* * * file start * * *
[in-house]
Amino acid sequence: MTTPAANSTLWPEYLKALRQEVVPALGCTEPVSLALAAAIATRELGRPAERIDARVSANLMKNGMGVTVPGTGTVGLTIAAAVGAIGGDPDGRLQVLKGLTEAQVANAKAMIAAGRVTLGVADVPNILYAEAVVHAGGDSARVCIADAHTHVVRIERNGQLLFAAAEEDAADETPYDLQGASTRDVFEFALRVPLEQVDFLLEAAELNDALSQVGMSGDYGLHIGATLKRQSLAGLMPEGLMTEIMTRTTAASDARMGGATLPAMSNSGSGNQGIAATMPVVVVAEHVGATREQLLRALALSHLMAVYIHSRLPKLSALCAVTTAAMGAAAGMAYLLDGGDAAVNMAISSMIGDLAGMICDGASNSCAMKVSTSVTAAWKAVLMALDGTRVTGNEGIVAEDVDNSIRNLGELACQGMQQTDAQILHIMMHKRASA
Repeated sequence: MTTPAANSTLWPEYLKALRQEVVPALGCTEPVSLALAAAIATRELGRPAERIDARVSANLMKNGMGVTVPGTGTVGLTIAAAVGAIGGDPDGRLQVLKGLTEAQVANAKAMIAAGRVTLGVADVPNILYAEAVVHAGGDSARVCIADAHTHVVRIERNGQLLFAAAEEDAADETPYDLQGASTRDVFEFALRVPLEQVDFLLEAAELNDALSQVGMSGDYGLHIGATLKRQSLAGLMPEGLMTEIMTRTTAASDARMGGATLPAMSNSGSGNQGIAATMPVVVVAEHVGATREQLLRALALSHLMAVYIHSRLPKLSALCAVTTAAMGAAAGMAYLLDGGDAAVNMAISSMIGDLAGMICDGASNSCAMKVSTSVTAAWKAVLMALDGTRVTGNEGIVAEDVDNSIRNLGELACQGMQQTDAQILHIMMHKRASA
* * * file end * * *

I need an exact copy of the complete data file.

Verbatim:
[in-house]
Amino acid sequence: MTTPAANSTLWPEYLKALRQEVVPALGCTEPVSLALAAAIATRELGRPAERIDARVSANLMKNGMGVTVPGTGTVGLTIAAAVGAIGGDPDGRLQVLKGLTEAQVANAKAMIAAGRVTLGVADVPNILYAEAVVHAGGDSARVCIADAHTHVVRIERNGQLLFAAAEEDAADETPYDLQGASTRDVFEFALRVPLEQVDFLLEAAELNDALSQVGMSGDYGLHIGATLKRQSLAGLMPEGLMTEIMTRTTAASDARMGGATLPAMSNSGSGNQGIAATMPVVVVAEHVGATREQLLRALALSHLMAVYIHSRLPKLSALCAVTTAAMGAAAGMAYLLDGGDAAVNMAISSMIGDLAGMICDGASNSCAMKVSTSVTAAWKAVLMALDGTRVTGNEGIVAEDVDNSIRNLGELACQGMQQTDAQILHIMMHKRASA
Repeated sequence: MTTPAANSTLWPEYLKALRQEVVPALGCTEPVSLALAAAIATRELGRPAERIDARVSANLMKNGMGVTVPGTGTVGLTIAAAVGAIGGDPDGRLQVLKGLTEAQVANAKAMIAAGRVTLGVADVPNILYAEAVVHAGGDSARVCIADAHTHVVRIERNGQLLFAAAEEDAADETPYDLQGASTRDVFEFALRVPLEQVDFLLEAAELNDALSQVGMSGDYGLHIGATLKRQSLAGLMPEGLMTEIMTRTTAASDARMGGATLPAMSNSGSGNQGIAATMPVVVVAEHVGATREQLLRALALSHLMAVYIHSRLPKLSALCAVTTAAMGAAAGMAYLLDGGDAAVNMAISSMIGDLAGMICDGASNSCAMKVSTSVTAAWKAVLMALDGTRVTGNEGIVAEDVDNSIRNLGELACQGMQQTDAQILHIMMHKRASA